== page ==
Technology 3 min read

New System Uses Reprogrammable Ink to Change Object Colors

Using reprogrammable ink, scientists at MIT were able to give objects a chameleon-like capability -- change their colors when exposed to light sources.

Image courtesy of Shutterstock

Image courtesy of Shutterstock

A team of researchers from MIT’s Computer Science and Artificial Intelligence Laboratory (CSAIL) has developed a new system that uses reprogrammable ink to enable objects to change their color.

The chameleons’ ability to change its color has bewildered observers for centuries. Even the greek thinker, Aristotle, was long mystified by the creature’s adaptive feature.

At the moment, the idea of camouflage for humans is a green outfit that matches the color of the grass. An inanimate object, on the other hand, is another story.

Thanks to a new system that uses reprogrammable ink, objects can now change color when exposed to visible or ultraviolet light sources.

The system, called PhotoChromeleon uses a mix of photochromic dyes that users have to either spray or paint onto the object’s surface to change its color. Not only is the process fully reversible, but users can also repeat it as many times as they want.

Individuals can apply the system on any surface, from customizing a car, shoe, to a phone case.

Lead author of the paper about the project and CSAIL postdoc, Yuhua Jin said:

“This special type of dye could enable a whole myriad of customization options that could improve manufacturing efficiency and reduce overall waste. Users could personalize their belongings and appearance daily, without the need to buy the same object multiple times in different colors and styles.”

Creating PhotoChromeleon From Reprogrammable Ink

The researchers created the reprogrammable ink by mixing cyan, magenta, and yellow (CMY) photochromic dyes into a sprayable solution. With an understanding of how these dyes interact with different wavelengths, the team could control the color channel using light sources.

They were able to deactivate three different lights with separate wavelengths to eliminate each primary color.

For example, a blue light would mostly be absorbed by the yellow dye and be deactivated, leaving the magenta and cyan would remain. This will result in a blue-colored object.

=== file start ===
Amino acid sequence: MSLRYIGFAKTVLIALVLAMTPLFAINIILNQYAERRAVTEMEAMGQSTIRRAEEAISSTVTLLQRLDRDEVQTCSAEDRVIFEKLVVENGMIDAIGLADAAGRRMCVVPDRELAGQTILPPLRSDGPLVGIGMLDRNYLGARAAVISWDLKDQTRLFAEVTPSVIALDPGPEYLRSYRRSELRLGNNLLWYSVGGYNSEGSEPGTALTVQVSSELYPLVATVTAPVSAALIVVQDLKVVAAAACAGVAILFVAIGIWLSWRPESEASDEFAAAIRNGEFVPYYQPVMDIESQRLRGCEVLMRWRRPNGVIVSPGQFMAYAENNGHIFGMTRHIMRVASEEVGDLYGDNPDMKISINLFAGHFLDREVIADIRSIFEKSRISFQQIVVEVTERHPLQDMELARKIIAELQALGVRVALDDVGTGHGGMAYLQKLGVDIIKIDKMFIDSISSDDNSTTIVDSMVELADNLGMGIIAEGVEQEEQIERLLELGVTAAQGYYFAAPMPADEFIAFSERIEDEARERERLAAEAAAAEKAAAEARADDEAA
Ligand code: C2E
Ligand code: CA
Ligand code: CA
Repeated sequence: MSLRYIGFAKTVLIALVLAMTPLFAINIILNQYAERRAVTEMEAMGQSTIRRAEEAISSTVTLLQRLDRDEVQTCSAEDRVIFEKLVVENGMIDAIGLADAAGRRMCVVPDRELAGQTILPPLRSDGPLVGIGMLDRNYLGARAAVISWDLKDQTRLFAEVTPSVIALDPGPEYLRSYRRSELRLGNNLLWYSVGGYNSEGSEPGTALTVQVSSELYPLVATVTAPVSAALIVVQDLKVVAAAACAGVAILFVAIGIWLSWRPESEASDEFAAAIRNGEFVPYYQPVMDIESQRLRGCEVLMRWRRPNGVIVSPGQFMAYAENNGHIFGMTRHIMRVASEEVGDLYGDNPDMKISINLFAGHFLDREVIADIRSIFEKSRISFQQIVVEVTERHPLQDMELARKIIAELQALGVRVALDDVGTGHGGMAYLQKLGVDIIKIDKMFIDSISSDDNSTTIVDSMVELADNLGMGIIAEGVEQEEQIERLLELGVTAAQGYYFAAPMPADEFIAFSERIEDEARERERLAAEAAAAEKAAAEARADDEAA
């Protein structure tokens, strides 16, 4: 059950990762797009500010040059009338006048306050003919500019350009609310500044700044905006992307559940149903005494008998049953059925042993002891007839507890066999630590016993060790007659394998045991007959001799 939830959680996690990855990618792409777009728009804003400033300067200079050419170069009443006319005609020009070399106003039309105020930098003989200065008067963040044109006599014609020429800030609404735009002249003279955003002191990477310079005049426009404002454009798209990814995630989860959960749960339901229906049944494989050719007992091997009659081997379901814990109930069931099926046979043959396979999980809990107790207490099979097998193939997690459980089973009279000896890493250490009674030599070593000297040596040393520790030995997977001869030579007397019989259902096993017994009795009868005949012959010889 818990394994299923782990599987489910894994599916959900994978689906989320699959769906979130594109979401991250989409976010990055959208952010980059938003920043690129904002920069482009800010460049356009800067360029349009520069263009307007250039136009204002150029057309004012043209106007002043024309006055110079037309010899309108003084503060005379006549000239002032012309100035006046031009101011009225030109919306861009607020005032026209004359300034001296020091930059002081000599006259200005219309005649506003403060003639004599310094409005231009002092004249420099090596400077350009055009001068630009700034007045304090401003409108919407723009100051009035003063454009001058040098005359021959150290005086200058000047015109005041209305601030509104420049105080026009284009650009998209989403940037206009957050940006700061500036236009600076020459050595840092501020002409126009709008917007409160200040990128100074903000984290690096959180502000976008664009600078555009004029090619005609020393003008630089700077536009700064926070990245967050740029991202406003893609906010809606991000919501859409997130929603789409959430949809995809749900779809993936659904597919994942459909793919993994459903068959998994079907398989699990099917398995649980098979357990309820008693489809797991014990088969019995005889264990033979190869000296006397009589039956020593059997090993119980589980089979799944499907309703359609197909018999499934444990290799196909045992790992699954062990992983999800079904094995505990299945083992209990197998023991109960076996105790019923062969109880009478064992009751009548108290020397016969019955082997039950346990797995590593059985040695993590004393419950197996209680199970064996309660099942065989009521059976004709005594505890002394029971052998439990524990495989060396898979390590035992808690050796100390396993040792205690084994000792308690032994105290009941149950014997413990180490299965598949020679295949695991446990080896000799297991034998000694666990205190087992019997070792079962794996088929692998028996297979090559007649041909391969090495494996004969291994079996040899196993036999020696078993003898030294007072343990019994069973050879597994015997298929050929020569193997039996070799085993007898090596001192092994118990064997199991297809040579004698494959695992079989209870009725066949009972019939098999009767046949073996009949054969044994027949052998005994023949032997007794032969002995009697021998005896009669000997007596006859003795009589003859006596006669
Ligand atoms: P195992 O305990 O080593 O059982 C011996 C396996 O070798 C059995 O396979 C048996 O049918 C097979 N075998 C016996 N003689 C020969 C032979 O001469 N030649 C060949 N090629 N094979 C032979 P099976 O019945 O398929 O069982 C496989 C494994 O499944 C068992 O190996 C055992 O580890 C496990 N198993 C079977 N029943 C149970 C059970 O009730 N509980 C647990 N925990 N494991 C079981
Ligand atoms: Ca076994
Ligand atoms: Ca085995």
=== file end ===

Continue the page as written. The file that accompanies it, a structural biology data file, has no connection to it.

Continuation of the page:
Likewise, a green light would mostly be absorbed by magenta and be deactivated. Then both yellow and cyan would remain, resulting in green.

An object sprayed with PhotoChromeleon must be placed inside a box with a projector and UV light source. The UV lights desaturate the colors from transparent to full saturation while the projector desaturates the colors as required.

The new pattern appears when light activates the color. However, if a user doesn’t like a design, such a person can simply erase using the UV light and start again.

MIT Professor, Stefanie Mueller noted:

“By giving users the autonomy to individualize their items, countless resources could be preserved, and the opportunities to creatively change your favorite possessions are boundless.”

The researchers also developed a user interface that’ll enable users process designs and patterns automatically. Users simply have to load-up a blueprint, and the program generates the mapping onto the object. Then, the light can work its magic.

After successfully testing the system on a phone case, shoe, car model, and toy chameleon, the researchers are now working on ways to improve the dye.

Read More: Study Claims Earth Could Soon Lose its Blue Color

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Sumbo Bello

Sumbo Bello is a creative writer who enjoys creating data-driven content for news sites. In his spare time, he plays basketball and listens to Coldplay.

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